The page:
Stella – Montecchio, Italy

 

For one of the most moving photo series of the year, titled Toy Stories, the photographer Gabriele Galimberti (spotted via Feature Shoot) traveled the world in search of children with the toys they loved. Moving from Texas to Haiti and everywhere in between, the artist spent time with his young subjects in hopes of discovering the differences and similarities between the way children of diverse backgrounds connect to their toys.

 

Alessia – Castiglion Fiorentino, Italy

Although the toys themselves certainly carry indicators of economic status, they all mean the same thing to their proud owners: the artist tells Feature Shoot,“at their age, they are pretty all much the same; they just want to play.” The images themselves present the toys as a means of communicating; some of the children look too intimidated by the camera to speak, but the array of toys imply subtle and intimate truths. 

 

Watcharapom – Bangkok, Thailand

Galimberti’s brilliant images are especially moving because they are all framed the same way: each child sits or stands above his or her toys, claiming them under his or her domain. The pride and care given to the objects is visible; these toys read like sacred relics, meaningful mementoes over which the child alone has control. Regardless of whether the child has a single stuffed animal or a row of barbies, the earnest protectiveness over the toys is visible. Some are happy to show them off to us; others are worried, and still more simply stare at the camera in open-mouthed self-conscious curiosity.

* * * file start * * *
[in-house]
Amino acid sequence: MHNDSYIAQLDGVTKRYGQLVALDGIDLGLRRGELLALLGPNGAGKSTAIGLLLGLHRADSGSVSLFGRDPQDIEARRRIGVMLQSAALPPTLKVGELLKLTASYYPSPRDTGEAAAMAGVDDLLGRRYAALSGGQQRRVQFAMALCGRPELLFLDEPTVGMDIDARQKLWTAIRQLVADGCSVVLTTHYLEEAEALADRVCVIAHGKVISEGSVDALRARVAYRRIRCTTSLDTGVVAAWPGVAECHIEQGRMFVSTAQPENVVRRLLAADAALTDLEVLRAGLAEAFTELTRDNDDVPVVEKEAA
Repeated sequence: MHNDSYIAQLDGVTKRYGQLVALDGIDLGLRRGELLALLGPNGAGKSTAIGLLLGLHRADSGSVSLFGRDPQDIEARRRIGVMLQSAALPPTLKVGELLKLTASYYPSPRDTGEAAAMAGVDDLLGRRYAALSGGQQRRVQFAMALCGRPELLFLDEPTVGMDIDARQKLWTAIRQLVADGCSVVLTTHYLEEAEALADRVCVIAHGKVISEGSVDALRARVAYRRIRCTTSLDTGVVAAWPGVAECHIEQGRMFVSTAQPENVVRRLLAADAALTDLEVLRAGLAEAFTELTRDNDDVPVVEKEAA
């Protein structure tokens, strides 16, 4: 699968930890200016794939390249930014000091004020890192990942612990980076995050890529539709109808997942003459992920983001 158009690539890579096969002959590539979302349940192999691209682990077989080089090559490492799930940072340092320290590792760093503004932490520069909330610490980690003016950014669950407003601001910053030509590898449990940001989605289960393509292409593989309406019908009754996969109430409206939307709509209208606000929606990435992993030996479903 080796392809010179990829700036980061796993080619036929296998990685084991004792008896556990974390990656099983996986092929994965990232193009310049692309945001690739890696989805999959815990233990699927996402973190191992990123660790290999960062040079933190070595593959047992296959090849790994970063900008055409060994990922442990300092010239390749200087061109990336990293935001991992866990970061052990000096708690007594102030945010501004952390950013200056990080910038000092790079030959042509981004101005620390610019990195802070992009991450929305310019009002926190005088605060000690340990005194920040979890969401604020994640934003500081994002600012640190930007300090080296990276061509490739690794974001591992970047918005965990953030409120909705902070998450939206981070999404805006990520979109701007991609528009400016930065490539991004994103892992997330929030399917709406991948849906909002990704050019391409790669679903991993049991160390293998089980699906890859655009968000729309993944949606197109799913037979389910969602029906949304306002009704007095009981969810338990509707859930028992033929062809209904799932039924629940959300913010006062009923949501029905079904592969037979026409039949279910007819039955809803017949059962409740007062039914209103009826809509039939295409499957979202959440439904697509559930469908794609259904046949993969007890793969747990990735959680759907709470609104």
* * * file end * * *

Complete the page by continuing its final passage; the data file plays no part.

Cun Zi Yi – Chongqing, China

 

Tangawizi – Keekorok, Kenya

 

Shaira – Mumbai, India

 

Julia – Tirana, Albania

 

Norden – Massa, Morocco

 

Pavel – Kiev, Ukraine

 

Keynor – Cahuita, Costa Rica

 

Arafa & Aisha – Bububu, Zanzibar

 

Orly-Brownsville,Texas

 

Chiwa – Mchinji, Malawi

 

Botlhe – Maun, Botswana

 

Bethsaida – Port au Prince, Haiti

 

Thanks to Feature Shoot

Images via Feature Shoot

Tagged in: world, toys, Photography, gabriele galimberti, Europe, Children, asia, art, africa   

The opinions expressed on the BUST blog are those of the authors themselves and do not necessarily reflect the position of BUST Magazine or its staff.




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